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An 88-year-old male inpatient was referred to the Pleural Service with a large left-sided pleural effusion that developed over a 24-hour period. He had a background of ischaemic heart disease and type 2 diabetes mellitus. He had been admitted to hospital 6 weeks prior to this presentation with symptoms of congestive cardiac failure. During that admission, the patient fell onto his left side and a chest X-ray arranged then did not show rib fractures or pleural effusion. Two weeks later, he was readmitted with a presumed pneumonia. On admission, he had bilateral small simple pleural effusions on ultrasound (US) examination. Three days into this admission episode, the patient woke up with excruciating left-sided chest pain. An X-ray (figure 1A) did not show any obvious new abnormality. Within the ensuing day, the chest pain improved but the …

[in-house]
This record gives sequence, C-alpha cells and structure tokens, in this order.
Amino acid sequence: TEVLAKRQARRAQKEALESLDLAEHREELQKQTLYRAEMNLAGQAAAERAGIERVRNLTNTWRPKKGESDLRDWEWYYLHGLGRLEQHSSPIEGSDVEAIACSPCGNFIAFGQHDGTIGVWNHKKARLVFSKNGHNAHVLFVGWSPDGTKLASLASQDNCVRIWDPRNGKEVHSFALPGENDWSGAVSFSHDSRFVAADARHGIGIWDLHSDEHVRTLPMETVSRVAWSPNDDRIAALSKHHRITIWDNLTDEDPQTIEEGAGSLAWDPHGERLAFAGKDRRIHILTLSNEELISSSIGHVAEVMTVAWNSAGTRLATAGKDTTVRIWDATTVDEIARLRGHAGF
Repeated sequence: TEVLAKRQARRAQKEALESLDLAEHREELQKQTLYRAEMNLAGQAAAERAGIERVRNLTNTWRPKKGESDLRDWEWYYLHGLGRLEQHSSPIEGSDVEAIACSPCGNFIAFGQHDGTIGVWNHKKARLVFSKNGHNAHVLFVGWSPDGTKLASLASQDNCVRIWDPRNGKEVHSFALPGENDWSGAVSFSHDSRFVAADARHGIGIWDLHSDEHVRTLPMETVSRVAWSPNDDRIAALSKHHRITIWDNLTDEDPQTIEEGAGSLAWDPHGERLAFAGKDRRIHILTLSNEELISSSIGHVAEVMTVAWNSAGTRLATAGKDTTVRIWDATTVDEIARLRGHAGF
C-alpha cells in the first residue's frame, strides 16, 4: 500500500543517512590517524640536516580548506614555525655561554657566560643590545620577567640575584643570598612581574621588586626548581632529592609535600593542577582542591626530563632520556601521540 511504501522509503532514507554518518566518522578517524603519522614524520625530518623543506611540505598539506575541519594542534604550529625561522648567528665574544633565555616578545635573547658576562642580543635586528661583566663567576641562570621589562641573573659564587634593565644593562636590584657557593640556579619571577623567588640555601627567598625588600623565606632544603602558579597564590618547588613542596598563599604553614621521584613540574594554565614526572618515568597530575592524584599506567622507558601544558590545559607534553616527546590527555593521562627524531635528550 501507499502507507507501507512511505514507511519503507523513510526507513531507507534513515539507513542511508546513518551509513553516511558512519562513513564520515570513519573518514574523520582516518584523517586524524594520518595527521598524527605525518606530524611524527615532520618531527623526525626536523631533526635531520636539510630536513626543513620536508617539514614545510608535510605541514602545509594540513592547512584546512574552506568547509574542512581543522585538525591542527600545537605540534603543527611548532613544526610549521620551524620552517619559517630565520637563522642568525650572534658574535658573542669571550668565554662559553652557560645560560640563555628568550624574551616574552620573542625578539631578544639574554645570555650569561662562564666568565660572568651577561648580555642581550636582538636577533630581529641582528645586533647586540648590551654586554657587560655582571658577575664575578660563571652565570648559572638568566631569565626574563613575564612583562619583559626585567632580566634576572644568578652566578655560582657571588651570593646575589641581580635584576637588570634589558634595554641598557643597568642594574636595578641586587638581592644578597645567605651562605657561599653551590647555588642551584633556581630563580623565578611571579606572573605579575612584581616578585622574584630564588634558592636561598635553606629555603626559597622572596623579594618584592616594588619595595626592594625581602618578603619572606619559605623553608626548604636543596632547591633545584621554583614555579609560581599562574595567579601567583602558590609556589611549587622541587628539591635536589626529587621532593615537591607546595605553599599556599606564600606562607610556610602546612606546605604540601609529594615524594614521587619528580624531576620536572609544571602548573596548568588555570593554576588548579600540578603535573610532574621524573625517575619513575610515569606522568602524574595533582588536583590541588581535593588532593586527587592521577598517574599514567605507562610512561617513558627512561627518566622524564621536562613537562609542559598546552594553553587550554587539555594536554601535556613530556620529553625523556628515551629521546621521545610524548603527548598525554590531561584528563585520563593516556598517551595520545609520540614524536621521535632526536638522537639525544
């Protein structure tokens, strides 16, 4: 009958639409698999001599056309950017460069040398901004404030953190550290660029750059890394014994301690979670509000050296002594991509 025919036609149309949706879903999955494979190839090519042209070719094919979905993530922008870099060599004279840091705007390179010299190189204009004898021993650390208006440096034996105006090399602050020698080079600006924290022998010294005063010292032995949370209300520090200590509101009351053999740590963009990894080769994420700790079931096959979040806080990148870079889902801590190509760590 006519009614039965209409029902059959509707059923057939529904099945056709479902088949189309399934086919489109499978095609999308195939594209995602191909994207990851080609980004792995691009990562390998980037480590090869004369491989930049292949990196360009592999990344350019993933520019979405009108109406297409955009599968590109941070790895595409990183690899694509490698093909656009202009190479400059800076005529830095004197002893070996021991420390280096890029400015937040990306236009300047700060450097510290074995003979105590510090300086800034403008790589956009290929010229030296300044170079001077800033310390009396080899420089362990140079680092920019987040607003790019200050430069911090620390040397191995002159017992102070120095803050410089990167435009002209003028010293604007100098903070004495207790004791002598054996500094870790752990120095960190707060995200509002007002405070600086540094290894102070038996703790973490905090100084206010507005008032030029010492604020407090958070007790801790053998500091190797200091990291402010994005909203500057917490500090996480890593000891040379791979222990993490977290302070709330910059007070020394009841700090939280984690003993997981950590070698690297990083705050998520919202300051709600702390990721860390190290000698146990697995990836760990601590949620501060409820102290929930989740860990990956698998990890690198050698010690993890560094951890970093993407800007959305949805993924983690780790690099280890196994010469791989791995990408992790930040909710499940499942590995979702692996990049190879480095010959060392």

Contributors All authors treated the patient subject of the report. MH and CD collected the report images. MH drafted the manuscript and CD provided critical revision. All authors reviewed and approved the final version of the manuscript.
Funding The authors have not declared a specific grant for this research from any funding agency in the public, commercial or not-for-profit sectors.
Competing interests None declared.
Patient consent for publication Obtained.
Provenance and peer review Not commissioned; externally peer reviewed.
Data availability statement All data relevant to the study are included in the article or uploaded as supplementary information.
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